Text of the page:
The easiest way to create your HDR is to find a non-moving scene with a lot of contrast from dark to light, and set up your camera on a tripod. First, set your light balance to manual, and adjust it according to your scene. Then, find the master exposure by shooting the scene at your camera’s recommended exposure. From this, you will adjust your shutter speed to shoot 3 images at lower exposure levels (by stopping down in 3 successive steps) and then you’ll return to the master exposure level and then shoot three images at higher exposure levels by stopping up in 3 successive steps).

You do this so that the camera has captured a range of images which will show detail from the vary dark areas of your scene into the very light areas.

Then, when you get home, open each image in camera raw, make sure that they are all the same white balance, and open them in your HDR generating software. The software will overlay the images, and then you will begin to have creative control over what the final scene will look like – from realistic but detailed to very saturated and akin to an oil painting done by an old master or renaissance era painting.

The other kind of HDR

That's great, if you can find a scene that doesn't move. But what happens when you have things in the frame that won't godammed settle down. Trees blowing in the wind. People. Animals. Cars. Even clouds or waves, if you are using longer exposures. Well, then you use your single raw file, adjust the exposure level using camera raw in the manner described above (Master, 3 incremenal stops down and 3 incremental stops up) and save the files as copies. Then, open in your HDR software, blend, rinse and repeat.

Making it look right (or wrong, depending on what you're trying to do)

I can’t do better than this blog at describing what that creative control of an HDR image entails, so I’ll send you on over for further reading. It's a great read, and it's got some stunning HDR images to keep you turning the digital pages, so have a look - it didn't start a wave of interest that redefined blog reader statistics for nothing!

So, there we have it. HDR. Hardly a tool of the devil, now is it? Certainly not going to bring civilization as we know it to its knees. Just a very nice tool for you to render your mental image of a scene in a two-dimensional way. And if you want to see why you may want to do this, have a look at these phenomenal HDR images, and keep going back to the
HDR group on flickr.

Cloud Gate, originally uploaded by iceman9294.
A perfect example of a little HDR processing going a long way. The photo doesn't look blown out into the realm of painting, but there is a range of detail across the light spectrum which adds to the "interestingness" of the image.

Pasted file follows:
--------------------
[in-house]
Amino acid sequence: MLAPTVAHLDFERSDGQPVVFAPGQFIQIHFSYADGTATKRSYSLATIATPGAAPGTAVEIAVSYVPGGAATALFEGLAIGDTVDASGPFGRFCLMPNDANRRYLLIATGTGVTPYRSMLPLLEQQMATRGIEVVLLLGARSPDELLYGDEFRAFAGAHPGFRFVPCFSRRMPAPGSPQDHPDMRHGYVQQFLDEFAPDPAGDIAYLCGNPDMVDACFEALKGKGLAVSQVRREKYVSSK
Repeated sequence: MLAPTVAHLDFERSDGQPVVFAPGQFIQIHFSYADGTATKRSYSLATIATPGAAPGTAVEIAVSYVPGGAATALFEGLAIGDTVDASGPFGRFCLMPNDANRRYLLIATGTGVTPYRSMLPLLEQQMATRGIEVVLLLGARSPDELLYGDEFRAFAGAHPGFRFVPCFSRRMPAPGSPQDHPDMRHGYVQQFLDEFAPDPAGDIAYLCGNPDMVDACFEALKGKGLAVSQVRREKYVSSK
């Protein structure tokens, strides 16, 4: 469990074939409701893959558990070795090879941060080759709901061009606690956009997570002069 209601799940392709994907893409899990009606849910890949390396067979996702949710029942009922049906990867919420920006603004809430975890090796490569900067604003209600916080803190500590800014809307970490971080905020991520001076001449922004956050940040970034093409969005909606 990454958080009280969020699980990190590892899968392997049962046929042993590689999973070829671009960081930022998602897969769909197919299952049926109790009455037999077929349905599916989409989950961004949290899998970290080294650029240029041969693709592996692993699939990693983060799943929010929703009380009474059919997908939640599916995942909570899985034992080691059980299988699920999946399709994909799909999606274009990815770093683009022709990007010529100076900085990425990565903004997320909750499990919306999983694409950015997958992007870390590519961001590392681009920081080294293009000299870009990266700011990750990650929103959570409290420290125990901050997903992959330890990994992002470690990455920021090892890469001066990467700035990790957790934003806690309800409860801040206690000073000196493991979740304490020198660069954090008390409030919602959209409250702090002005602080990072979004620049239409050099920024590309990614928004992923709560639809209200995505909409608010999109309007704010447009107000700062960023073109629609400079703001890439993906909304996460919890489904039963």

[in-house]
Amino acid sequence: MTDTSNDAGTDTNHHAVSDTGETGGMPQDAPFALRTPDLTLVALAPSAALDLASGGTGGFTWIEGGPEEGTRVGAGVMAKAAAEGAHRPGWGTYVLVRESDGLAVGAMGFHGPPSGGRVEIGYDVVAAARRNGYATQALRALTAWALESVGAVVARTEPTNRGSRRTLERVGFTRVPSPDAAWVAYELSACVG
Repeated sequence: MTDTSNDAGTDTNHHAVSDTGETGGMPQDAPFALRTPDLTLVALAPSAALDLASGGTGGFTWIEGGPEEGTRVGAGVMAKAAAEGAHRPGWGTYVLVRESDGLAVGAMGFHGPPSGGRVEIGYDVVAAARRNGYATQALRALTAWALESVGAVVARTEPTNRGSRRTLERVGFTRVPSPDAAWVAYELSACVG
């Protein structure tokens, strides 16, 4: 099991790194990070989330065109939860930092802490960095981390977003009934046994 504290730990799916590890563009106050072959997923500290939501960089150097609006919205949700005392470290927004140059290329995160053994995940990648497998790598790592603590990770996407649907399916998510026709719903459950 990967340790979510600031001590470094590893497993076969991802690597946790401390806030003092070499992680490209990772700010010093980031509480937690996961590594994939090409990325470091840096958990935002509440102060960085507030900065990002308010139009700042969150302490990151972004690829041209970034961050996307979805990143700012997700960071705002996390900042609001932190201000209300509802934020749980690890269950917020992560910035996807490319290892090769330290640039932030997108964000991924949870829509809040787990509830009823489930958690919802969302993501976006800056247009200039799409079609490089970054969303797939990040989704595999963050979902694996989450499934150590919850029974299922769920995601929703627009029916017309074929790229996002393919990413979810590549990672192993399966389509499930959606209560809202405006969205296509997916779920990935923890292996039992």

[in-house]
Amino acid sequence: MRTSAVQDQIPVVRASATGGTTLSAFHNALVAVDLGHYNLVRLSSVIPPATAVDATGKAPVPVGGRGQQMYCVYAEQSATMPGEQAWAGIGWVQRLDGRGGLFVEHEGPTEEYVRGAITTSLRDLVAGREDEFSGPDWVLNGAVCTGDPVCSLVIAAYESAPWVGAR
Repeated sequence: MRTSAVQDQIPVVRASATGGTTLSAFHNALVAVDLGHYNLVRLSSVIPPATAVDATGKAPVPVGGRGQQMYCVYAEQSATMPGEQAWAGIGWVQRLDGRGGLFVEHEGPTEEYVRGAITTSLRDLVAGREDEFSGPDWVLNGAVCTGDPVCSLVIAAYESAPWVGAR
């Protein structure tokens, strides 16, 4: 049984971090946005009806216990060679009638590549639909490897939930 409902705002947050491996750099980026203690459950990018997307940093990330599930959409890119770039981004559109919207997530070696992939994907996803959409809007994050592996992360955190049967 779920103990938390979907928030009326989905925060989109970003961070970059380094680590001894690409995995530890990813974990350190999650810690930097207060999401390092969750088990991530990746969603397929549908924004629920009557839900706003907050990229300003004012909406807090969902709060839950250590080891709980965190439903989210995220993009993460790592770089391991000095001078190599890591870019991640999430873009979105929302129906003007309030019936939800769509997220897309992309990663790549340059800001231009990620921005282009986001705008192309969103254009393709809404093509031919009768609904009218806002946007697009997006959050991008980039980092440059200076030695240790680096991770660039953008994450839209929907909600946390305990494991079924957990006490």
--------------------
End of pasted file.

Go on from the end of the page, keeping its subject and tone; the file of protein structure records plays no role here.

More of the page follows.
One Night in Bangkok, originally uploaded by Stuck in Customs.
I love this one, not just because of the techinical skill (although Stuck in Customs does have a lot, and many other photos display it to greater advantage) but because I used to live justg behind this temple in Bangkok, and I would see it every day on my morning and evening ferry trips to work.

Sun and Signs, originally uploaded by .: sandman.
Another great photorealistic HDR, although the shooter argues that at the time he took this photo the sky didn't look anything like it does in the picture. This image is a poster child for HDR processing: I've tried very similar shots to this one at a turnoff to Nieu Bethesda in South Africa, and been very disappointed with the results: traditional camera techniques are inadequate for this kind of image. You could never get detail in the sign and have the sun behind it.
A great shot, and deceptively simple.
Here again we have that warm, rich "HDRness". And again, this image looks very much like a traditional photo. The crisp colours, and details in all of the shadows (even those pebbles have full shadow depth) is incredible. Again, this photo is shot into a setting sun, but we have colour, texture and perspective. Traditional methods would yield a silhouette.


Anonymous said...

Like you I was blown away by the first HDR shot I ever saw, but unlike you I disliked it the more I saw it. Not because it is fake photography or whatever, I won't wade into that argument.

However, my opinion is that HDR hides some poor composition techniques, very average photos are made to wow people simple because of the HDR effect and the colours. I think HDR masks some poor photography techniques..without the HDR the photo would simply be a yawner. My two cents:)

sandman said...

Hey thanks for using my image and the kind review. I should add that the "Sun and Signs" image wasn't processed in the same way as a typical HDR image. It was just one exposure with two manually adjusted layers.

I've played around with HDR images and so far, I'm really not happy with the results I get with PhotoShop CS3. I like the color I get with PhotoMatix, but it seems to blur the images. I'm not sure how I could replicate the "Sun and Signs" image using these HDR tools.